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We’re planning to walk Offa’s Dyke at the beginning of September… this September. Gulp.

The idea began with the final episode of Race Across The World, Series 3.
“It really makes me want to have another BIG travel adventure.” Jack was sitting watching the final credits roll with a wistful expression on his face. I felt exactly the same. We both sighed and started watching something else.

A week or so later, we were out walking not far from home when Jack said: “I’ve had an idea. You’ll probably think it’s stupid.”
“Try me.”
“I thought we could walk Offa’s Dyke. I know it’s not exactly Race Across The World, but it would give us that experience of lacing up the hiking boots every morning and setting out on the trail to somewhere different. What do you think?”

My heart leapt. An exciting new project, a proper walking journey; I was immediately sold. “That’s a brilliant idea, let’s book it!”

Then I realised that, other than being ‘in Wales’, I didn’t actually know anything about the Offa’s Dyke Trail. It was time to do some research…

Offa's Dyke

What & where is Offa’s Dyke?

Offa’s Dyke is a ditch and rampart constructed in around 780AD by Offa, the Anglo-Saxon King of Mercia. During this time, there was bitter conflict between Welsh and English tribes and Offa wanted to quell the unruly Welsh and lay down a demarcation line behind which, they should remain – a sort of earthen Hadrian’s Wall. Offa intended that the dyke would run from sea to sea, but he died in battle in 796 before the task was finished. After Offa’s death, the Kingdom of Mercia gradually declined and was eventually crushed by the Vikings. Running for some 82 miles (132km), parts of the original ramparts still stand 12 feet (3.5 metres) high and up to 60ft (18 metres) wide.

Much of Offa’s Dyke National Trail follows the dyke, criss-crossing the Wales/England border multiple times, passing through 8 counties and three Areas of Outstanding Natural Beauty. The full trail runs for 177 miles (285km) between Prestatyn in North Wales and Sedbury, south of Chepstow on the banks of the River Severn. Highlights include the Brecon Beacons, the Wye Valley, the Shropshire Hills and the Dee Valley.

How long does it take to walk Offa’s Dyke National Trail?

That was the question that first presented itself as we thought about the practicality of undertaking a long-distance walk. Initial research showed that we could effectively chose to walk it as quickly or as slowly as we wish, but when it came to the practical issue of where to stay along the route, it got complicated.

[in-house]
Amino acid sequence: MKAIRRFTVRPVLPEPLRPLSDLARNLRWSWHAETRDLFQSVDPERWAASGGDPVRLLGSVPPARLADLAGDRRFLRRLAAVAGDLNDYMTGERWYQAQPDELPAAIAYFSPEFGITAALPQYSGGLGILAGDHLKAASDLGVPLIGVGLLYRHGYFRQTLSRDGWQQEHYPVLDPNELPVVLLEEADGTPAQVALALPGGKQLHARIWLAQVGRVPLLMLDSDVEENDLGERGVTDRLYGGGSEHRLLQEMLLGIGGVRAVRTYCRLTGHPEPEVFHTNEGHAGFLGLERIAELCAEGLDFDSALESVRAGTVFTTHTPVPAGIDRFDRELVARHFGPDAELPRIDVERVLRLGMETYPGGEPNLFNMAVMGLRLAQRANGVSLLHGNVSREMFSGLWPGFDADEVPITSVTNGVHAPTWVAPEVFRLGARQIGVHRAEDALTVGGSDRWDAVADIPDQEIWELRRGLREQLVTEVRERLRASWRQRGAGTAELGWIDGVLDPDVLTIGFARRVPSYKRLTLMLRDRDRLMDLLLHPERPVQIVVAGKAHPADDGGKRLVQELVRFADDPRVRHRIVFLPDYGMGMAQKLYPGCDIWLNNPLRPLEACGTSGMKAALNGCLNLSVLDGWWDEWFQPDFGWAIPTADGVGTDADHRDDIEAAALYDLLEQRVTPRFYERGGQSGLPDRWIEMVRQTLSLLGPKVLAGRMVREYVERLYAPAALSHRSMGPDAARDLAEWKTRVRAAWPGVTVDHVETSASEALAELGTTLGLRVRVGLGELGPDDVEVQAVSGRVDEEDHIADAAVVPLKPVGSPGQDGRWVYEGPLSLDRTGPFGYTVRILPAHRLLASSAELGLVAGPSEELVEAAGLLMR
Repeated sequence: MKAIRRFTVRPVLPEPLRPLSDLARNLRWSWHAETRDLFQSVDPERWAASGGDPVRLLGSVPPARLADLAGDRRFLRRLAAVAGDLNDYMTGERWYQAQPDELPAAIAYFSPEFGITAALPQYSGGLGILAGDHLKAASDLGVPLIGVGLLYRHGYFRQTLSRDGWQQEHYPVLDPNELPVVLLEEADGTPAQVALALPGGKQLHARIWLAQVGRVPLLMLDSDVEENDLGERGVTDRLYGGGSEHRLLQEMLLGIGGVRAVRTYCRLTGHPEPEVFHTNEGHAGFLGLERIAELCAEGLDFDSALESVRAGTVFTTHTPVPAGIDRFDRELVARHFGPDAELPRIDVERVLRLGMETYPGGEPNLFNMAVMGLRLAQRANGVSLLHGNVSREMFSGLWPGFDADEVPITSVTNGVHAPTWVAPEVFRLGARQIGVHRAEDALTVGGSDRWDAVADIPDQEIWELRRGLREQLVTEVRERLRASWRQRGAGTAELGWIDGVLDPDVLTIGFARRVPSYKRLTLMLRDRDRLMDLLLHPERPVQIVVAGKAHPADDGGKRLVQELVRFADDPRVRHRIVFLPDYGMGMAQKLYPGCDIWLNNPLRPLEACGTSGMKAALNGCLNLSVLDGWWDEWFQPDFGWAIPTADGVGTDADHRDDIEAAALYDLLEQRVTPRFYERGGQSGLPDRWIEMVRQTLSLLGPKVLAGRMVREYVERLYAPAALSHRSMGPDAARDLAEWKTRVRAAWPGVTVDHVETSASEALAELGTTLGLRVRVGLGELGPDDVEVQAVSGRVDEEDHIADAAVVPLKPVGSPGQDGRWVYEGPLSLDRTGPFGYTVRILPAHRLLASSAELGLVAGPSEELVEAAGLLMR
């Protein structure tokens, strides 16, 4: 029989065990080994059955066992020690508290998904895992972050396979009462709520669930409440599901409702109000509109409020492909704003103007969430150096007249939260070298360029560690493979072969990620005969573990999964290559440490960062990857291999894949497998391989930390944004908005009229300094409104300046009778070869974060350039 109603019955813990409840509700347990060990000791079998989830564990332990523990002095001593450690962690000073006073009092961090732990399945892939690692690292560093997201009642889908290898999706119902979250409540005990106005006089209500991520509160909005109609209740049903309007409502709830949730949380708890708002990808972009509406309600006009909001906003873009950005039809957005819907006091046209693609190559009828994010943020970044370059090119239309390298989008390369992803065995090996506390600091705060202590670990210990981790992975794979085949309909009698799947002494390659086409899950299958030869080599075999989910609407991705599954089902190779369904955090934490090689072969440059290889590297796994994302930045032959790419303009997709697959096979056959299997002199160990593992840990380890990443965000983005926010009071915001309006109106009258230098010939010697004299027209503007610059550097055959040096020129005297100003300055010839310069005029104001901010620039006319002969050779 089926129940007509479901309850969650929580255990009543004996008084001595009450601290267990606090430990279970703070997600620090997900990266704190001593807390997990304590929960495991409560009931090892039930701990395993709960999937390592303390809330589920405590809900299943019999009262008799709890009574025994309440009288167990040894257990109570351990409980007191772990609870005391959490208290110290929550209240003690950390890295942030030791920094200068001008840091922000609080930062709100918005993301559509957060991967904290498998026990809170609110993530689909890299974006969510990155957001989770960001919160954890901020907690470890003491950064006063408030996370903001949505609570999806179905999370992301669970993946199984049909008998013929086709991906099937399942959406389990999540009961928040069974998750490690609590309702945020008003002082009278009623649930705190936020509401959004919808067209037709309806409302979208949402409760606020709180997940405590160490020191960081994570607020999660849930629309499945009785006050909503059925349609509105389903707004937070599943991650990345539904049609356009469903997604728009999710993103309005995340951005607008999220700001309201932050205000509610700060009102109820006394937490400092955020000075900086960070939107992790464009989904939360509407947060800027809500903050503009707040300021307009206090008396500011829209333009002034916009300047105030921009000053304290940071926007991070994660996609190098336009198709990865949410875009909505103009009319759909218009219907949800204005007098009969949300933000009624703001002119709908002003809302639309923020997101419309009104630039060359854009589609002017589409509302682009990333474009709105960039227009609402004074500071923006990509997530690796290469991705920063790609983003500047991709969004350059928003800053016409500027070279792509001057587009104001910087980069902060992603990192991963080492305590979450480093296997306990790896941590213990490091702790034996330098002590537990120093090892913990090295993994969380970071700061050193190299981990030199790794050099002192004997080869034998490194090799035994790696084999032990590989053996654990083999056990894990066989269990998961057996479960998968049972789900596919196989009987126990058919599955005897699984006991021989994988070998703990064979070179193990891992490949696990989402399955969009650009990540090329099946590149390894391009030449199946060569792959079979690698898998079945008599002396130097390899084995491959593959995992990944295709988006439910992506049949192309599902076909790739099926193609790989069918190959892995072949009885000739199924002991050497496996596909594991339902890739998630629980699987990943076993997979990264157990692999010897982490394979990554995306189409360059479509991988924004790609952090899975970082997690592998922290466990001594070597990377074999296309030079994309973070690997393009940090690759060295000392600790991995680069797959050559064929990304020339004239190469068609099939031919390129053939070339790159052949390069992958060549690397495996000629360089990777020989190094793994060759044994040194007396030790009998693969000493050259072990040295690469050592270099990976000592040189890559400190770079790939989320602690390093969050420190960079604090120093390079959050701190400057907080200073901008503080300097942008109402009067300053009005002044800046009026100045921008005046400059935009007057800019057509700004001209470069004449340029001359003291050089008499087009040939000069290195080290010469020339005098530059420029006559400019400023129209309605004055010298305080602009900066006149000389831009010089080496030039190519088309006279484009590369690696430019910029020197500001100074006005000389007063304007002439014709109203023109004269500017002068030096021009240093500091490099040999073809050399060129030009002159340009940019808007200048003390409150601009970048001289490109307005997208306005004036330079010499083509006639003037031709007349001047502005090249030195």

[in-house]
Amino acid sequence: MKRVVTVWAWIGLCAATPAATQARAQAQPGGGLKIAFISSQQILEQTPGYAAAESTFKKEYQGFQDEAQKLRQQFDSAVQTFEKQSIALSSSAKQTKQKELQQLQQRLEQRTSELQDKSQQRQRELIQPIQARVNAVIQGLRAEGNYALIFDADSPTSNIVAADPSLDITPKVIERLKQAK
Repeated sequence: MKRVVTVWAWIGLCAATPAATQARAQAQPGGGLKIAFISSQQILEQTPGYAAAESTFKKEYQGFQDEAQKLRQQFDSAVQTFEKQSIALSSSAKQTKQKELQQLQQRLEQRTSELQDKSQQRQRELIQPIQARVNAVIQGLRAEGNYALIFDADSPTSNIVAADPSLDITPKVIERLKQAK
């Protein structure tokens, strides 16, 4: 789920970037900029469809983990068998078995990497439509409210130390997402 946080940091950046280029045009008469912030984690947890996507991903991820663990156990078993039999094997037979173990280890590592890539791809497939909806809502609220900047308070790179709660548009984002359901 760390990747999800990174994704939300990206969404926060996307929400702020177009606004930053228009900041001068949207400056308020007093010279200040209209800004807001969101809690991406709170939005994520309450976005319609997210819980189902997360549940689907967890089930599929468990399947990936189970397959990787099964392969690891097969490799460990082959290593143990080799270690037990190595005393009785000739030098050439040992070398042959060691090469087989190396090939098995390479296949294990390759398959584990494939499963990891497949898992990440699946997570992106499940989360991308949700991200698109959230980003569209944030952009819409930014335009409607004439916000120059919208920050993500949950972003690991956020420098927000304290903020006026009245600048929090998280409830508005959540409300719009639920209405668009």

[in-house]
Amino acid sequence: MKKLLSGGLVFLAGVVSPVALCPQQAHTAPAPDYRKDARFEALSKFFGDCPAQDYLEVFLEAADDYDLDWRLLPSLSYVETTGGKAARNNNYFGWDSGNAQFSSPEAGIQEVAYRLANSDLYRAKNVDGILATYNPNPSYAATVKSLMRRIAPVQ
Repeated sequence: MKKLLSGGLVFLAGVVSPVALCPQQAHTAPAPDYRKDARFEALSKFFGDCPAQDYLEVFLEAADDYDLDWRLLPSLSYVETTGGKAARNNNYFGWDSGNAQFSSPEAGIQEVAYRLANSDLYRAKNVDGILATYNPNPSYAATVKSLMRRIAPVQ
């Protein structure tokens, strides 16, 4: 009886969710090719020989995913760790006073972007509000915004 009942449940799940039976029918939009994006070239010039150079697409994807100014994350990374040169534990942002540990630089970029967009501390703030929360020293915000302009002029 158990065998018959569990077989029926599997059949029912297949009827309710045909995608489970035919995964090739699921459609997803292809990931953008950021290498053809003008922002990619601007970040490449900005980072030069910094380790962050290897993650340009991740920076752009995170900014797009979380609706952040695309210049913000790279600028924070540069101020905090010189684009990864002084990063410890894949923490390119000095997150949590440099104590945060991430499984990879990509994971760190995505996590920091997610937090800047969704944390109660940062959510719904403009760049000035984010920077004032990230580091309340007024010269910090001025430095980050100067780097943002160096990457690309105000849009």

Much of the trail runs through remote rural areas where there is little in the way of accommodation. That made planning quite tricky. If we chose the route according to where we could find a pub, a guesthouse or an inn in easy distance of the path, we could end up with some days being prohibitively long and others being too short.

We bought a copy of the Cicerone guide to Walking Offa’s Dyke Path and using that, along with the National Trails website, I tried to construct an itinerary. But I kept running into the same issue – most of the available accommodation is just guesthouses with only one or two rooms and no facilities for evening meals. Then there are one or two stops where the only accommodation in feasible walking distance of the path, is campsites.

Do we really want to walk an average of 16 miles (26km) a day carrying all our luggage plus tent, sleeping bags and cooking essentials?

What happens if I start ringing around places and booking consecutive nights, then find one place can’t accommodate us? That will throw the whole plan out. And how much of my time is this going to take up?

Then there’s the question of how much weight we’ll be carrying as we climb the Black Mountains and the Clwydian Range. We’re no strangers to walking long distances, it’s what we do for a living, and just before we relocated back to the UK in 2021, we walked a good chunk of the Camino de Santiago, but we weren’t carrying our luggage on our backs. These will be long days, day after day so we need to go as early in September as we possibly can to make the most of diminishing daylight hours. Even building in rest days, I think about the strain on my back and wonder if I’ve got enough time to get properly fit before we go.  

Plus, if we’re carrying all our gear, we’ll have to buy new rucksacks big enough to take 2 weeks’ worth of hiking gear, some casual clothes, a change of footwear for evenings, toiletries etc.

After more research and much mind-churning, we decide to hand the accommodation booking over to someone else and to include luggage transfers, so we only have to carry our existing rucksacks with day packs of food, water and waterproofs.

So that’s what we did.

Next blog – choosing the right company to go with and final preparations.


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